Began Community Supported Agriculture (CSA) Program that will serve “shareholders” for 20 weeks
2015
Added Beef Cattle to farming operation – Grass Fed, Angus Beef, No Hormones or Antibiotics
2016
Expanded offerings in market kitchen & expanded “Healthy Harvest” Bag Delivery Program
2016
Emily graduated high school and began her college journey at Delaware Valley University majoring in Ag Business
2017
Increased number of blueberry plants in the u-pick patch
2018
Sunflower Maze Days Craze Event hosted with proceeds supported wounded/injured/ill military veterans
2019
First ever Easter Egg Hunt & Goat Yoga on the farm
2020
Implemented an online ordering system, drive thru & curbside process
2020
Emily graduated from Delaware Valley University with Agriculture Business Bachelor’s Degree
2021
First produce market in Dorchester County permitted to sell locally produced beer & wine using Maryland agricultural products
2022
Kyle’s Farm Fields of Fun expanded with adult & children’s games
2022
Added homemade slushie operation & purchased a food truck for on and off site food sales
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How We Farm

Emily’s Produce is not a USDA “certified” organic farm, rather it is a farm that practices Integrated Pest Management (IPM). This reliable method of farming is a way to control insect pests and diseases while protecting human health and the environment. Not all insects, weeds, and other living organisms require control – including organic pesticide control. Our method prefers to first access the situation and limit any chemical control (organic & conventional).  Many organisms are not harmful, and some even beneficial.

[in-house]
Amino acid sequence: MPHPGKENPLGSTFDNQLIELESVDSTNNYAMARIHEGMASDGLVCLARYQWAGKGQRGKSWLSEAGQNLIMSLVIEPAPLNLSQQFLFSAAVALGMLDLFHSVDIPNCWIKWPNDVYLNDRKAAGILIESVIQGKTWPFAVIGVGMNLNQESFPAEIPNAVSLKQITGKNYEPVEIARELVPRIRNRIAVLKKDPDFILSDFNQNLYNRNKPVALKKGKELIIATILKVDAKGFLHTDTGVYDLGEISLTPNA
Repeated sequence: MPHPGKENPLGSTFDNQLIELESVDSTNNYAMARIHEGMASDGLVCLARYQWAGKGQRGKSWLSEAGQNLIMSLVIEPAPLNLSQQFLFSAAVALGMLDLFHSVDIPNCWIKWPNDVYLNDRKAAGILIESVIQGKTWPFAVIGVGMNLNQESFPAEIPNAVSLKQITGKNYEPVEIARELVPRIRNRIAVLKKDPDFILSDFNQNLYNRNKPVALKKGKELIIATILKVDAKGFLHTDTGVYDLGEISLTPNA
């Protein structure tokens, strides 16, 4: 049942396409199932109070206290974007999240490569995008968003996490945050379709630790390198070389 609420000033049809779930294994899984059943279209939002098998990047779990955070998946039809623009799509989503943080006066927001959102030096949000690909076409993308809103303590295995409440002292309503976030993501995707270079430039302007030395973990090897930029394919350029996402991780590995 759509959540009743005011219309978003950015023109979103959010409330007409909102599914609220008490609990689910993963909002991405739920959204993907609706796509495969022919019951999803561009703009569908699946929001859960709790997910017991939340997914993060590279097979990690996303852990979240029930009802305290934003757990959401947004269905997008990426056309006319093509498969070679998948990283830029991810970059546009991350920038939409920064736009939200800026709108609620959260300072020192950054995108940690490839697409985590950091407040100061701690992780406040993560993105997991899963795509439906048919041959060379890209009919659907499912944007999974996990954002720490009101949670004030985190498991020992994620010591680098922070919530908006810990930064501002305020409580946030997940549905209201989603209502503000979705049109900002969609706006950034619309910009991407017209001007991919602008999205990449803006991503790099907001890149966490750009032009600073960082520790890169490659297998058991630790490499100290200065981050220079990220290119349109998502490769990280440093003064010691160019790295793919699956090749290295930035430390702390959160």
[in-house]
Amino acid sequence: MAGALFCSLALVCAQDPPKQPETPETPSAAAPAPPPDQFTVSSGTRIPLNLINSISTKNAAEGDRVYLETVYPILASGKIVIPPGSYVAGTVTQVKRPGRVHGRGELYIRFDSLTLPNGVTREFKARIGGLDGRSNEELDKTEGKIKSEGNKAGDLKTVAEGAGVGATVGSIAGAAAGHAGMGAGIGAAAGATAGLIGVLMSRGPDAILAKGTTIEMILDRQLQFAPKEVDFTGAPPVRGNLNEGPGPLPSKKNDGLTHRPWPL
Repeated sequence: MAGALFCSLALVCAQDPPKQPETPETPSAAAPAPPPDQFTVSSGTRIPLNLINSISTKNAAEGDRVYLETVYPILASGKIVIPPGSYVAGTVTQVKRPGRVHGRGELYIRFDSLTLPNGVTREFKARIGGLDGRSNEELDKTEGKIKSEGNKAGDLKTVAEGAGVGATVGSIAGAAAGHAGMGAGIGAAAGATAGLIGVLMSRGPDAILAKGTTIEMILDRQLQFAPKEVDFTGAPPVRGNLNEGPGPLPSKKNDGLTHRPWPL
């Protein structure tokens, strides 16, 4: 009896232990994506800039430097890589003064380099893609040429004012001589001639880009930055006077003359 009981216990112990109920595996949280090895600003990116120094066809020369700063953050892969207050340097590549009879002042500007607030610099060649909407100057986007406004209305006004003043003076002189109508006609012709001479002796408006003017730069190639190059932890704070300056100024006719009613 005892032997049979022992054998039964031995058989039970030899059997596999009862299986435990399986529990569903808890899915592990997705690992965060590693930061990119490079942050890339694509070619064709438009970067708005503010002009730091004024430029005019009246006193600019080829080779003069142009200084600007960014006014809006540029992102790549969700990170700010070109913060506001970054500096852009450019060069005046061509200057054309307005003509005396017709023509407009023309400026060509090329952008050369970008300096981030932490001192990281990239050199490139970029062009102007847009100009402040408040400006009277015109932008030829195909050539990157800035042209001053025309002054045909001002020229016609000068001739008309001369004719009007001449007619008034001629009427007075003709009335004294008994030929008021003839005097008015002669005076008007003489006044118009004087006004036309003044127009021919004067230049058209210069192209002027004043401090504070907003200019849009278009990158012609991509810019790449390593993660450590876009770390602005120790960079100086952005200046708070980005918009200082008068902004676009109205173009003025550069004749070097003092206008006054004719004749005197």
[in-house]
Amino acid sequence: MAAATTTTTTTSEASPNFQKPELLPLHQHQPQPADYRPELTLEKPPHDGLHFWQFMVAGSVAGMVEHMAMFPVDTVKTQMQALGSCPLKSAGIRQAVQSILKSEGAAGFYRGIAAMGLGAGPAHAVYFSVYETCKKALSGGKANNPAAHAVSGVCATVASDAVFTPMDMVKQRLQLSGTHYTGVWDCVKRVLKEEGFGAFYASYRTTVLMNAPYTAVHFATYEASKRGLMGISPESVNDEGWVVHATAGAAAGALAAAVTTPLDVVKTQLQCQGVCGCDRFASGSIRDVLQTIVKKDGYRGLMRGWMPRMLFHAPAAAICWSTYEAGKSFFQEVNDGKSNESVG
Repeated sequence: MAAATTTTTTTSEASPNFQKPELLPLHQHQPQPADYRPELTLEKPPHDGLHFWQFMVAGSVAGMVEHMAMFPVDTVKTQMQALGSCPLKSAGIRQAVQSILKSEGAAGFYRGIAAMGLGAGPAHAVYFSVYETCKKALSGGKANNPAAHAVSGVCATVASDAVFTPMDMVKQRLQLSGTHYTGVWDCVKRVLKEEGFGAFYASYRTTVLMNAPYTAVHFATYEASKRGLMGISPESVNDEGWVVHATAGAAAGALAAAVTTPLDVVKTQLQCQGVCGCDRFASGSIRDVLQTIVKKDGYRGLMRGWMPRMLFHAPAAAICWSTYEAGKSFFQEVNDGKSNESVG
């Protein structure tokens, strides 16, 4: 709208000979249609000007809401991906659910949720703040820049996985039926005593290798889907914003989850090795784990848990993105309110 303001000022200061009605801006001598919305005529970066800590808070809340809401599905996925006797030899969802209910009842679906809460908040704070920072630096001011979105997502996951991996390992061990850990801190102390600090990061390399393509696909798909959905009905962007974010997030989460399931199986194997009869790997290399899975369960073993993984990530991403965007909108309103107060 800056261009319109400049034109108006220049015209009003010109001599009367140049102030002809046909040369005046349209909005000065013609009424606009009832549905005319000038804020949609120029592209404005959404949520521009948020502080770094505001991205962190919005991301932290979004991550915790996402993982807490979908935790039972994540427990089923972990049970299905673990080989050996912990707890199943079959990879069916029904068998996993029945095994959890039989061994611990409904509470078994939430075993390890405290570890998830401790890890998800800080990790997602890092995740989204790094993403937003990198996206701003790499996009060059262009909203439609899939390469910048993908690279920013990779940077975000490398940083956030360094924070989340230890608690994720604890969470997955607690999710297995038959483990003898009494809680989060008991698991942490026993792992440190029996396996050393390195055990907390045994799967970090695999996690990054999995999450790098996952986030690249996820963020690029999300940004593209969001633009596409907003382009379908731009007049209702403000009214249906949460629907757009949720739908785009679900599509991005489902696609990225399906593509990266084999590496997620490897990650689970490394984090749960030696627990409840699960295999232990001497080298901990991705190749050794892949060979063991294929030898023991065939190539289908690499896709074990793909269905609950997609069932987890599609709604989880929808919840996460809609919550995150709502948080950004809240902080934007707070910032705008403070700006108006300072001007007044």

Emily’s Produce does not plant any G.M.O. fruits or vegetables on the farm. The use of safe and sustainable farming practices that preserve the environment, reduce waste, and promote healthy growing systems are a priority. Our focus is on producing the best quality products that are picked at their peak ripeness and maintaining the product’s freshness, and nutritional values.

Community Connections & Collaborations

Emily’s Produce proudly partners with local businesses, chefs, schools, and other members of the community who have an interest in supporting local agriculture and sustaining a healthy lifestyle. Since starting the business in 1999, a focus on delivering the freshest local food to consumers has been the priority.  If Emily’s Produce does not plant, pick, or pack the local product, you can feel completely confident that we have a relationship with the farmer who did!

Through 7 generations of agriculture heritage, we can assure you that quality relationships and products are at the forefront of our minds!  We support LOCAL agriculture and each and every one of our colleagues who do the same!

Meet Our Partners

Growing Community Flavors

Throughout the season, Emily’s Produce hosts a “Growing Community Flavors” event where local chefs and producers visit Emily’s to provide cooking demonstrations and advice about locally-sourced products. These demonstrations are free to the public and they create strong community relationships.